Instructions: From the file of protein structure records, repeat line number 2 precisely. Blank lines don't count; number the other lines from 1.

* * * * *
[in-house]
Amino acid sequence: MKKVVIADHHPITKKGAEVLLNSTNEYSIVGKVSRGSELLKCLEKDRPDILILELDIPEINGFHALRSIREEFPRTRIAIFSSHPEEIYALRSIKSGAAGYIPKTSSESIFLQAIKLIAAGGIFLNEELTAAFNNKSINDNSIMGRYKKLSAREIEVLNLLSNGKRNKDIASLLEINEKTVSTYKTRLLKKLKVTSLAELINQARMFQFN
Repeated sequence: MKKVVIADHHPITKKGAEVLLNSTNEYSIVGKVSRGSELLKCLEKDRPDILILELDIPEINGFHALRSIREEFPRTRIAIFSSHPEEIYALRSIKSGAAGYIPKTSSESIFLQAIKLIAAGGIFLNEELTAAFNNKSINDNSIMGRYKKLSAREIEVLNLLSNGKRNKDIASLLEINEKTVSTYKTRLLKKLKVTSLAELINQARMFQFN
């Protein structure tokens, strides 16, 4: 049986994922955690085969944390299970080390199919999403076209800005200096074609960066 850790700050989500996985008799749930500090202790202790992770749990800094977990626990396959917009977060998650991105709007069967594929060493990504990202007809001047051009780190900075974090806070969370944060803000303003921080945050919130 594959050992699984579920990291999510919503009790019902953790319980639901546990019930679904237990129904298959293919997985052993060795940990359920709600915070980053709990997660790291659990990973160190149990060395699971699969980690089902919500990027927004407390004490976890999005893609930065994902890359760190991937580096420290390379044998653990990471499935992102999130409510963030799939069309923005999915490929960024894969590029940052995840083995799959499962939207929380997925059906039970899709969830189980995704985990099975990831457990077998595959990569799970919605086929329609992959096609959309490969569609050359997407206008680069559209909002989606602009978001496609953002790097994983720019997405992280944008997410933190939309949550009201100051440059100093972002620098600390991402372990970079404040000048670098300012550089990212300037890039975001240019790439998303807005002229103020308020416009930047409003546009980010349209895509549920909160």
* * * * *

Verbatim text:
Amino acid sequence: MKKVVIADHHPITKKGAEVLLNSTNEYSIVGKVSRGSELLKCLEKDRPDILILELDIPEINGFHALRSIREEFPRTRIAIFSSHPEEIYALRSIKSGAAGYIPKTSSESIFLQAIKLIAAGGIFLNEELTAAFNNKSINDNSIMGRYKKLSAREIEVLNLLSNGKRNKDIASLLEINEKTVSTYKTRLLKKLKVTSLAELINQARMFQFN